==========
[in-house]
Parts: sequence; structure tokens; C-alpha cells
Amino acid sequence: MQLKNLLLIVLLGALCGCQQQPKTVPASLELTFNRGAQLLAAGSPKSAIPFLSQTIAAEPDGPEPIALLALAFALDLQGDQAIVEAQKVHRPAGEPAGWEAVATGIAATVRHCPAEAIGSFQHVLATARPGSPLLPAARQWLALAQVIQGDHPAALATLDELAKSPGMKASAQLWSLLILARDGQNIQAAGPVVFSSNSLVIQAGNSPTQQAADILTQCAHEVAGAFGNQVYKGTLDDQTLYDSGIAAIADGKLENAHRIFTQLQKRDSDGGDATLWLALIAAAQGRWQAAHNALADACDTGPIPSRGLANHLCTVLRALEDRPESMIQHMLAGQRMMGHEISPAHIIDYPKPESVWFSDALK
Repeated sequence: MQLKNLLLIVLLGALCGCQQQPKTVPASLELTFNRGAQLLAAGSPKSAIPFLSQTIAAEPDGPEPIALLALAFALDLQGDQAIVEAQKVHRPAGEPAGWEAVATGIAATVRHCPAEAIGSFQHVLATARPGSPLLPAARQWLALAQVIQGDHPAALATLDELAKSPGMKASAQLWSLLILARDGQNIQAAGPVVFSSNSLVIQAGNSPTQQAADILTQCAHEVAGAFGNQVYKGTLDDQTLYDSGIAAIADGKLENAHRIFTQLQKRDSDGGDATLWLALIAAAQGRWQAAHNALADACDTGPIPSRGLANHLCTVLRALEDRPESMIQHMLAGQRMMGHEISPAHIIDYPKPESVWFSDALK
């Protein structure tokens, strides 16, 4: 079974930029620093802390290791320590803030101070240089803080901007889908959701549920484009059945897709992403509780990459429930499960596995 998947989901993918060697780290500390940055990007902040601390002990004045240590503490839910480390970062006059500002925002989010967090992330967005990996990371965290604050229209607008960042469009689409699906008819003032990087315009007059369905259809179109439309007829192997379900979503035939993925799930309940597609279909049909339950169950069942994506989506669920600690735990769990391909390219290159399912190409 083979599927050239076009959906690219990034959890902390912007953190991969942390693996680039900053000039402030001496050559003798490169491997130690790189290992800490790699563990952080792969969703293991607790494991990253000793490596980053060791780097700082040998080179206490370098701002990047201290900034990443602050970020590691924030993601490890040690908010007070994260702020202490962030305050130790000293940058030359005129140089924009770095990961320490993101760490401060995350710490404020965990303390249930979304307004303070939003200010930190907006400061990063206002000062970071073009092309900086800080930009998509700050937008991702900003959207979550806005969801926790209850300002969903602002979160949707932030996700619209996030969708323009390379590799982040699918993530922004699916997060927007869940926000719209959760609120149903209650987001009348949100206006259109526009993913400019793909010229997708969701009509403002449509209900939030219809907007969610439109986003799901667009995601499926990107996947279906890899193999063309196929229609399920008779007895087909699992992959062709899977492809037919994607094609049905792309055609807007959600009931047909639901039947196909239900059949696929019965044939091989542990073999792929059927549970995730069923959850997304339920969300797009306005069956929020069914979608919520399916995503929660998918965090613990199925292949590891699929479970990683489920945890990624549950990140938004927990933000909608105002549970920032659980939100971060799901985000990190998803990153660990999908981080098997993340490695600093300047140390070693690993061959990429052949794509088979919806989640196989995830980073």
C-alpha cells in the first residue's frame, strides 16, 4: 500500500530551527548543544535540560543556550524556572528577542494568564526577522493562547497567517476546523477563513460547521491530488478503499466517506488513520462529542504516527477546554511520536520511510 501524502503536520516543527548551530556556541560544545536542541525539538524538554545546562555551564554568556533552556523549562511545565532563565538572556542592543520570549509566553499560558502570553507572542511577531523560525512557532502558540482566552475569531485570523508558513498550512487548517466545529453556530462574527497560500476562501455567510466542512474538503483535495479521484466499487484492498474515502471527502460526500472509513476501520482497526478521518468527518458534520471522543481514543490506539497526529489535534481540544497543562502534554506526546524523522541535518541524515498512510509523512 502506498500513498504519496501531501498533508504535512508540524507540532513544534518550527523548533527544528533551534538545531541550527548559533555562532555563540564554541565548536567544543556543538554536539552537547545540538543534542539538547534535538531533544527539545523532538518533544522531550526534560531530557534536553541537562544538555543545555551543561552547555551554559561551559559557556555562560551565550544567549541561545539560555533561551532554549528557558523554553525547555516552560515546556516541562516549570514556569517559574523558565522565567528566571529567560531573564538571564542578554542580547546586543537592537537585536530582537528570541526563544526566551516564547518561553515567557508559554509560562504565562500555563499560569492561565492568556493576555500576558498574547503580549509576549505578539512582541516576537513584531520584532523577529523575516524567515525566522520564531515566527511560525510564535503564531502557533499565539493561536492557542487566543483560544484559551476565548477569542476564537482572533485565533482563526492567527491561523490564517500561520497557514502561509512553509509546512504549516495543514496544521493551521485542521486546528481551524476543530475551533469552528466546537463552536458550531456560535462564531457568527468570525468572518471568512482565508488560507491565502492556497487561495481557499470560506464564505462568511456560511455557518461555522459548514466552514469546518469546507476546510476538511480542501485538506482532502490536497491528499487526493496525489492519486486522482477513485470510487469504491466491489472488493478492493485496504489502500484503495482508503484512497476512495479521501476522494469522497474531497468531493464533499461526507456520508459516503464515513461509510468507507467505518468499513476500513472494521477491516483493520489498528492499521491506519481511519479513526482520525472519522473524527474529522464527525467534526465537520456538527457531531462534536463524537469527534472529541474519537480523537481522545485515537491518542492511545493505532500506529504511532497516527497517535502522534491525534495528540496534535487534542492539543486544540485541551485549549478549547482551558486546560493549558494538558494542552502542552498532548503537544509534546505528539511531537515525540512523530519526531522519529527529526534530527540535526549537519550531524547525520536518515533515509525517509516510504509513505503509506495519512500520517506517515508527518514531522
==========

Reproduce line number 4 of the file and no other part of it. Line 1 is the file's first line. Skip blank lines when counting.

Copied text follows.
Repeated sequence: MQLKNLLLIVLLGALCGCQQQPKTVPASLELTFNRGAQLLAAGSPKSAIPFLSQTIAAEPDGPEPIALLALAFALDLQGDQAIVEAQKVHRPAGEPAGWEAVATGIAATVRHCPAEAIGSFQHVLATARPGSPLLPAARQWLALAQVIQGDHPAALATLDELAKSPGMKASAQLWSLLILARDGQNIQAAGPVVFSSNSLVIQAGNSPTQQAADILTQCAHEVAGAFGNQVYKGTLDDQTLYDSGIAAIADGKLENAHRIFTQLQKRDSDGGDATLWLALIAAAQGRWQAAHNALADACDTGPIPSRGLANHLCTVLRALEDRPESMIQHMLAGQRMMGHEISPAHIIDYPKPESVWFSDALK